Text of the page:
Maybe not "ancient" in terms of human history, but I'm talking Internet here.
Here are the remnants of something I started back in the late 1990s when I was still a working librarian. It was in response to a recurring school assignment. I can't remember if it was a high school or community college assignment but students kept asking for books translated into English from another language. No specific language, but the book had to have literary merit.
At that time, there was no Google , no search engines, there was barely an Internet, I started this before graphical interface. See what I mean by "ancient"?
These requests usually came to me because I was the person on the staff who read the most "foreign" fiction. I remember having a difficult time getting the rest of the staff to agree to ordering translated works. So this was a tough assignment since the material had to be accessible as well as literary. So I started a list and as soon as free web sites were available I put it on Tripod (now Lycos).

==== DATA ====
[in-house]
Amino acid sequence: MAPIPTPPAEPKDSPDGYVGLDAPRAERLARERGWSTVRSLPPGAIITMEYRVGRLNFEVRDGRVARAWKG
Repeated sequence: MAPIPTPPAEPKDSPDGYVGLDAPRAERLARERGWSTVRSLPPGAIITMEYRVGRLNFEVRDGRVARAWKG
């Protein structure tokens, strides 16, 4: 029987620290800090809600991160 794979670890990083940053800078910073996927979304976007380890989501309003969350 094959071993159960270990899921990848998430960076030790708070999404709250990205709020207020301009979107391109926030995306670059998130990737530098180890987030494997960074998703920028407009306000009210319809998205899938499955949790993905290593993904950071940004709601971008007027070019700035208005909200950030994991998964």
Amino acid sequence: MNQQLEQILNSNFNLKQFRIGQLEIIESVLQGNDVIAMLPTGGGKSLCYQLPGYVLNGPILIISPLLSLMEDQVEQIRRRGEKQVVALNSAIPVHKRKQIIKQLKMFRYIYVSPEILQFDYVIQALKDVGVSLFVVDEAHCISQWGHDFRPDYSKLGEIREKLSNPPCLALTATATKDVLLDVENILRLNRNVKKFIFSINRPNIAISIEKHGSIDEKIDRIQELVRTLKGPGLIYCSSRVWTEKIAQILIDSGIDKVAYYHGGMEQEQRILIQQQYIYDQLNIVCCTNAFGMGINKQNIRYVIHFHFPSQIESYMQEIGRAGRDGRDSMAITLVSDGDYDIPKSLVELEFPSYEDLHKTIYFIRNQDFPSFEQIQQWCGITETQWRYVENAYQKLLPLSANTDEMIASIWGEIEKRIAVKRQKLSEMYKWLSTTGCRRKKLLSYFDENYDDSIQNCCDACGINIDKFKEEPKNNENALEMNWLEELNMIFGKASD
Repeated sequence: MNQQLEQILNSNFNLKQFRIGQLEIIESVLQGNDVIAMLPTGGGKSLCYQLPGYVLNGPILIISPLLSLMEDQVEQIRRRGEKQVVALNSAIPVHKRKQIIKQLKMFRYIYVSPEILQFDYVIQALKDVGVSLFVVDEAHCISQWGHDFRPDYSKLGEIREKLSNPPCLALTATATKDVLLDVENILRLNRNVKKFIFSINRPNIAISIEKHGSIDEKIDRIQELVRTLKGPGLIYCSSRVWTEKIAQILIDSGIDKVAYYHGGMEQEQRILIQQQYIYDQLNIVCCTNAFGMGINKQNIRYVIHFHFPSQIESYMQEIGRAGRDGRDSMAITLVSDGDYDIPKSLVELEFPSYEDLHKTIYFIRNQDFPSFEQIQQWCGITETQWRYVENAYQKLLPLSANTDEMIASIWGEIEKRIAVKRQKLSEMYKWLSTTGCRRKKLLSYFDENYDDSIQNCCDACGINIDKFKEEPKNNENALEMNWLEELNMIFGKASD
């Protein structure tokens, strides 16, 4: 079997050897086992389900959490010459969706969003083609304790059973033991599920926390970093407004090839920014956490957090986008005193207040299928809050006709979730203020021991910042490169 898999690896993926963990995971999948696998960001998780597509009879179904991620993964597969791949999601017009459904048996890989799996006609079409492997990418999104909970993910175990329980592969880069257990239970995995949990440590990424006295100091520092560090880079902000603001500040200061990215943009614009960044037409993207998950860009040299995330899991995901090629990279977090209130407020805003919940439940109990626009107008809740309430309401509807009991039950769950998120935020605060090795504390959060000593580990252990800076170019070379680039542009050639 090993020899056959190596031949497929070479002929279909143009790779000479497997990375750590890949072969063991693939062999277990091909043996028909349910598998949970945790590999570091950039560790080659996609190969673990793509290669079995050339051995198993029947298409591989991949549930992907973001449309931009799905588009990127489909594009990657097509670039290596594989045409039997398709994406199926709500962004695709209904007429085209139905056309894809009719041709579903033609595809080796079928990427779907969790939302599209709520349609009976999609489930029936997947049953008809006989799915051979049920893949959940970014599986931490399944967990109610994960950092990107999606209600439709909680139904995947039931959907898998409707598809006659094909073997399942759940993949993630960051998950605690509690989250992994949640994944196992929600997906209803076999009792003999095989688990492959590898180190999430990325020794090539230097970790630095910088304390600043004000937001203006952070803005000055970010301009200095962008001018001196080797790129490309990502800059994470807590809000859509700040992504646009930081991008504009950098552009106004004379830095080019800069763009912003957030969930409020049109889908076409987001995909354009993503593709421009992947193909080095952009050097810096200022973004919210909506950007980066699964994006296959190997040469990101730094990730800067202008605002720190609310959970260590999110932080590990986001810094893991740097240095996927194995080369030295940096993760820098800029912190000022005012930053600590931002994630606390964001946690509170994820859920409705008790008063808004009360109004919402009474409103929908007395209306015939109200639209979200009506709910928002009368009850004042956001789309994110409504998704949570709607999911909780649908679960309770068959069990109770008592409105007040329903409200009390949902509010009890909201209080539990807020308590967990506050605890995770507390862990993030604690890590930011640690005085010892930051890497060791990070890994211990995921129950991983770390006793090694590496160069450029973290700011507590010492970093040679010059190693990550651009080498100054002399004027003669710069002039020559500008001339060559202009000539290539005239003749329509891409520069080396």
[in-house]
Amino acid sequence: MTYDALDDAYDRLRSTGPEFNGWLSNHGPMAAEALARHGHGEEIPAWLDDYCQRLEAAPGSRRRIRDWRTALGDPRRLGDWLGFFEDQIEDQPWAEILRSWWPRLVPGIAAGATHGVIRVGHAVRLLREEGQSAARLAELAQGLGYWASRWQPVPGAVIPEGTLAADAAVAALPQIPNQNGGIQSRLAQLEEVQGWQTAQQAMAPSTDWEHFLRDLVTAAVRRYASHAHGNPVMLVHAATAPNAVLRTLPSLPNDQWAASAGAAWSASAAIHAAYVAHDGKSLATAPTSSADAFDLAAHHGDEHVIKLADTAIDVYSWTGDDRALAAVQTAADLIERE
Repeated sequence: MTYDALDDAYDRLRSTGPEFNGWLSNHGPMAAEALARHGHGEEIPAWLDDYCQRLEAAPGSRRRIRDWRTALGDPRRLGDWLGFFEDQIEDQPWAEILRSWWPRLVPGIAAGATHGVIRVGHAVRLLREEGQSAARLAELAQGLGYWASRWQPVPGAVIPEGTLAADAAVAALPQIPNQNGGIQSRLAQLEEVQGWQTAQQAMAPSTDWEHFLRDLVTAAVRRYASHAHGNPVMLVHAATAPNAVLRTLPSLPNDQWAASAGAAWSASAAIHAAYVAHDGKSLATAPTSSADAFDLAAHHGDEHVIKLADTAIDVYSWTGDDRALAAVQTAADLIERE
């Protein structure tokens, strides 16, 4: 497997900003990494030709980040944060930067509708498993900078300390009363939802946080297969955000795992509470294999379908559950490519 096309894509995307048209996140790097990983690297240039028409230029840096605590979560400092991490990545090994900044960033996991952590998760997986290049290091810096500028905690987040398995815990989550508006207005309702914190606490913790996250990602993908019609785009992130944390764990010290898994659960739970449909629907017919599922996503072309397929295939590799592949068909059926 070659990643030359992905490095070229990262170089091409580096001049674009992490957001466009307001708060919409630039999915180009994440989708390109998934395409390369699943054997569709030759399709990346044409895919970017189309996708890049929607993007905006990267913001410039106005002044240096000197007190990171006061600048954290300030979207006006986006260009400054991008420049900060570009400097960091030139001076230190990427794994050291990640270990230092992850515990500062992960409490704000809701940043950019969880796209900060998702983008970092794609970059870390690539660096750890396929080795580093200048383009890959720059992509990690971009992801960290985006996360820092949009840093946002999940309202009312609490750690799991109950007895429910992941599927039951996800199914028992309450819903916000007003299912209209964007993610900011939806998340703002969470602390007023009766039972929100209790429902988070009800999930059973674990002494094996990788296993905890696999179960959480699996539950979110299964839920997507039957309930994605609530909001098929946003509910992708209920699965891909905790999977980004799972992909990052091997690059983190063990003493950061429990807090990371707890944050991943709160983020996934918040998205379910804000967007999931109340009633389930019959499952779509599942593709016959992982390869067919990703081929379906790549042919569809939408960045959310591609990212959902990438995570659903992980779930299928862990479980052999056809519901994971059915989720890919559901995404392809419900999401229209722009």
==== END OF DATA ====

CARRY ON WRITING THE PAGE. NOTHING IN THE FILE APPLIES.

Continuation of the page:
Fast forward a few years and the list was no longer necessary since we had an online catalog, better search engines, etc. And then I retired. So I updated it sporadically. It was no longer necessary to limit it to books available in a specific library system. Nor did the books have to be of interest to a specific student group.
Now it's a real mess, since Goodreads, Library Thing, Riffle and other such sites make it much easier to do this sort of thing. But it's still a list of translated works, geographically arranged, that may be of interest. So I won't totally erase it. But I probably won't bother to add to it or correct the typos and poor formatting.
So here it is for what it's worth: The Geographical Reader